Posted on: February 12, 2024 Posted by: bellemannino796 Comments: 0

The communications watchdog has hit the Commonwealth Bank with the largest fine imposed by the body for breaching spam laws.

The bank was fined $3.55 million by the Australian Communications and Media Authority for sending out more than 65 million spam emails to its customers.

An investigation by the authority found the bank sent 61 million emails that unlawfully required them to log in should customers want to unsubscribe from receiving the messages.

A further four million emails were sent with no option for people to unsubscribe, while 5000 were sent to people who had already asked to unsubscribe.

The fine is the largest financial penalty imposed by the authority for breaches of spam laws.

The bank said the breaches to the spam laws came following updates to electronic banking terms and conditions in November 2021.

ACMA chair Nerida O’Loughlin said companies needed to ensure customers had options to unsubscribe from messages they did not want to receive.

“The scale and duration of the breaches by the CBA is alarming, especially when the ACMA gave it early warnings it might have some issues and the steps it took were ineffective,” she said.

“Consumers are frustrated by marketing intrusions on their privacy, especially when there is no option, or it is difficult, to unsubscribe.”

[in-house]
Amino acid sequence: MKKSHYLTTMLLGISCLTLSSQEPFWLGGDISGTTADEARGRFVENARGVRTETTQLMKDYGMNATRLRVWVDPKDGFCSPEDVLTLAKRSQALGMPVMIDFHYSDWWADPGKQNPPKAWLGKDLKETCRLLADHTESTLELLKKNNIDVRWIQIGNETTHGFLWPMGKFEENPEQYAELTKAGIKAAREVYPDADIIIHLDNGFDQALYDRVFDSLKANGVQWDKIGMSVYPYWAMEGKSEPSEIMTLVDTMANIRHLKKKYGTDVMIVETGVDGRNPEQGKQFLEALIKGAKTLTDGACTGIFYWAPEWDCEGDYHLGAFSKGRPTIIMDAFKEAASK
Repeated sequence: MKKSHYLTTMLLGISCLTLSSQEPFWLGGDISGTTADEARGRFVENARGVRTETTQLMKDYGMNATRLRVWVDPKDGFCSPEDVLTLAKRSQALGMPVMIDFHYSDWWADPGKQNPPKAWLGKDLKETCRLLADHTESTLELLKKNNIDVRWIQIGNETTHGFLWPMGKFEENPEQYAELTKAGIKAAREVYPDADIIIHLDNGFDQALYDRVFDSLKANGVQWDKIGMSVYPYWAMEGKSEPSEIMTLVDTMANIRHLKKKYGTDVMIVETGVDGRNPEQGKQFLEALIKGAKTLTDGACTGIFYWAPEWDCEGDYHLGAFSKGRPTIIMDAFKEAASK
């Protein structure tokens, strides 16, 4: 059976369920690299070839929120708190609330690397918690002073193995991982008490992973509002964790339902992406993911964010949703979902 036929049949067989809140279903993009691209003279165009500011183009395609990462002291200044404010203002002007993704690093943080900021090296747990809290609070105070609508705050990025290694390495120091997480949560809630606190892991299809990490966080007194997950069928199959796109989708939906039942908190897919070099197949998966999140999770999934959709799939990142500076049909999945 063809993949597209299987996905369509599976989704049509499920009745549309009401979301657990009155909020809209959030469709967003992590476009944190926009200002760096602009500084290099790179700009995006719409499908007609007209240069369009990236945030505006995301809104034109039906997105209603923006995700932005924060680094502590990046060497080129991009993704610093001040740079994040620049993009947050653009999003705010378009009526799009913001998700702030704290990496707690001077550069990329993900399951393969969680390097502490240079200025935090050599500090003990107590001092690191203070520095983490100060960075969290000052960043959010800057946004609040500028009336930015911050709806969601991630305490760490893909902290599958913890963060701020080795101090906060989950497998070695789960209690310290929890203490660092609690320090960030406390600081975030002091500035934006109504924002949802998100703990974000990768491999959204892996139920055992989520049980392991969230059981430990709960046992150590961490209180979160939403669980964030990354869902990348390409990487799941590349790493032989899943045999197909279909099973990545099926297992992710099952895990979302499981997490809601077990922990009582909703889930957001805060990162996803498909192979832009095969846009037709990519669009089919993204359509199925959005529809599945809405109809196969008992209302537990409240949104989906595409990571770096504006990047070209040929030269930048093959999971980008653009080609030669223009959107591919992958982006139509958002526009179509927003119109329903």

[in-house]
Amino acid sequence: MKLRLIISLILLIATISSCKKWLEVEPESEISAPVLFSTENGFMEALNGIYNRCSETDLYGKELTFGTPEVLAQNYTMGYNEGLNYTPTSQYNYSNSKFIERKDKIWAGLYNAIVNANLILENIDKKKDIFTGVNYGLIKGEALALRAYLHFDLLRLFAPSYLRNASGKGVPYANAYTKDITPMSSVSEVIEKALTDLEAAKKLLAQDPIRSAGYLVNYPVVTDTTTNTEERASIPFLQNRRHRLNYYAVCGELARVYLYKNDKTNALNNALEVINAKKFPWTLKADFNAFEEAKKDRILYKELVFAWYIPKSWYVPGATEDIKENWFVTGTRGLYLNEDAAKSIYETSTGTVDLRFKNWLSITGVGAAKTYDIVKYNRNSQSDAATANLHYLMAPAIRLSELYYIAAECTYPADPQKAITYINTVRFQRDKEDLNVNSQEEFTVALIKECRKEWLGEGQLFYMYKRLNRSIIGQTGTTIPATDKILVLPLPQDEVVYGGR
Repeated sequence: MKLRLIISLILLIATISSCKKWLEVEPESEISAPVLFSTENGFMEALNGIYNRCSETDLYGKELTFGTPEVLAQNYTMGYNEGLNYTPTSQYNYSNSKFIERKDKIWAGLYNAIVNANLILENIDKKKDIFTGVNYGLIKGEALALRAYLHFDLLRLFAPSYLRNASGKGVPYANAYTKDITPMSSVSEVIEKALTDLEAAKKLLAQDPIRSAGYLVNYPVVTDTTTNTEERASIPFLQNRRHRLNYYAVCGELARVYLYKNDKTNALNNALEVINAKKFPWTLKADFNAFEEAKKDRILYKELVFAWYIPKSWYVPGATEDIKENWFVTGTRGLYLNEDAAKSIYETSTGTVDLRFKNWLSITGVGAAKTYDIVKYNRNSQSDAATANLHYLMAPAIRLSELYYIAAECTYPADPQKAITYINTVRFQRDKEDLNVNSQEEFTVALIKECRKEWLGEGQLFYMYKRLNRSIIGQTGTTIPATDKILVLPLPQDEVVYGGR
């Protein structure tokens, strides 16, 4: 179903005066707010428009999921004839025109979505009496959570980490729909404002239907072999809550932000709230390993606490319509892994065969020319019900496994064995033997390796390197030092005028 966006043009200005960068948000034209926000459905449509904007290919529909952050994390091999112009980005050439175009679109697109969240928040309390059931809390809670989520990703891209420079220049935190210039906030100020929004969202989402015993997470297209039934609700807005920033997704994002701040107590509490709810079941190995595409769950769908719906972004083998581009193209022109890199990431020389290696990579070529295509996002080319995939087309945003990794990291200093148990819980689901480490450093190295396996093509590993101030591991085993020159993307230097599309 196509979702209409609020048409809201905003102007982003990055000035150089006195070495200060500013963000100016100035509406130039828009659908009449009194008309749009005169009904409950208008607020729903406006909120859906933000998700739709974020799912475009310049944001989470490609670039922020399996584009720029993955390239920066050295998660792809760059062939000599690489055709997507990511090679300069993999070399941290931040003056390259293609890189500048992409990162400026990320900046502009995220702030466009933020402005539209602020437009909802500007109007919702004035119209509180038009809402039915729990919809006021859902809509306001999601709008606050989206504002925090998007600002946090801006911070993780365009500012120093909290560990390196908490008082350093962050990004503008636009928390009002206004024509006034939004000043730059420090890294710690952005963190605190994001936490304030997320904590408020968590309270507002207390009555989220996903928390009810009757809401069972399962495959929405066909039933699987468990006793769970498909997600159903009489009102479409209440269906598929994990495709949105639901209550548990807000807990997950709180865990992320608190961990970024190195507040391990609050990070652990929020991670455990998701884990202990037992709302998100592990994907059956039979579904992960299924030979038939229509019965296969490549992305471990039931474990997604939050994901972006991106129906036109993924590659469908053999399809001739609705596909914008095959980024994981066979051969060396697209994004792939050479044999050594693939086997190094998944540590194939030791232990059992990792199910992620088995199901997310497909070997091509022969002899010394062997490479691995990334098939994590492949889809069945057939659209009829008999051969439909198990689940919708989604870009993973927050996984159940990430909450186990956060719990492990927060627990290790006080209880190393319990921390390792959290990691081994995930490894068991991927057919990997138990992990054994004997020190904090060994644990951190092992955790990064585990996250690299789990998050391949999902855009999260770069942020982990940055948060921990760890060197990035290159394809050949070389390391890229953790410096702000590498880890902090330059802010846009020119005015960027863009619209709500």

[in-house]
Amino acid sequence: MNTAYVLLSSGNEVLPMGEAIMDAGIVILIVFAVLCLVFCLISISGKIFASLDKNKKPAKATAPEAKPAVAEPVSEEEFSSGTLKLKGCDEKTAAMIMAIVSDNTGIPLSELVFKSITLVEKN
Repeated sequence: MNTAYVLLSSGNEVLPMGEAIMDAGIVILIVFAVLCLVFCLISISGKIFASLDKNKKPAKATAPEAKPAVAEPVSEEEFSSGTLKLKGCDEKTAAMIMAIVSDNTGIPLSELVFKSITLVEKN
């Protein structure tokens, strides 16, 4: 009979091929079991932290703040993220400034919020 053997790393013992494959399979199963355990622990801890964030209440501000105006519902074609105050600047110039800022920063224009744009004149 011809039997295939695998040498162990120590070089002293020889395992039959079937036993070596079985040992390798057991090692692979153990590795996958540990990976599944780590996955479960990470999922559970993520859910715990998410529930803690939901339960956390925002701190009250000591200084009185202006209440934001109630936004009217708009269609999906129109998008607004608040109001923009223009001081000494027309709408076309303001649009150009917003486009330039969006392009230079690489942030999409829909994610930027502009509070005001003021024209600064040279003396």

Commonwealth Bank marketing and corporate affairs executive Monique Macleod said the company had fixed the issues at the centre of the fine, www.difacomputer.com and that the problems were self-reported to the authority.

“Since reporting this matter to ACMA, we’ve fixed the issues that were the subject of ACMA’s investigation, and strengthened our systems, processes and controls to support ongoing compliance,” she said.

“We apologise to all customers impacted by these issues which should not have occurred.”

The Commonwealth Bank has agreed to an independent review of its e-marketing practices, as part of a three-year court-enforceable undertaking.

The bank will also be required to give regular compliance reports to the communications watchdog.

Under current spam laws, companies sending messages to customers once they have unsubscribed is banned, while marketing messages are required to have functions for people to opt-out of receiving further communication.

Companies have been fined more than $11 million in the past 18 months for breaching spam laws.

“We continue to see large and well-known businesses who should know better than breaching the spam laws,” Ms O’Loughlin said.

“We will be closely monitoring the Commonwealth Bank’s compliance and the commitments it has made to review its practices. If we find future non-compliance, we will not hesitate to take further action.”

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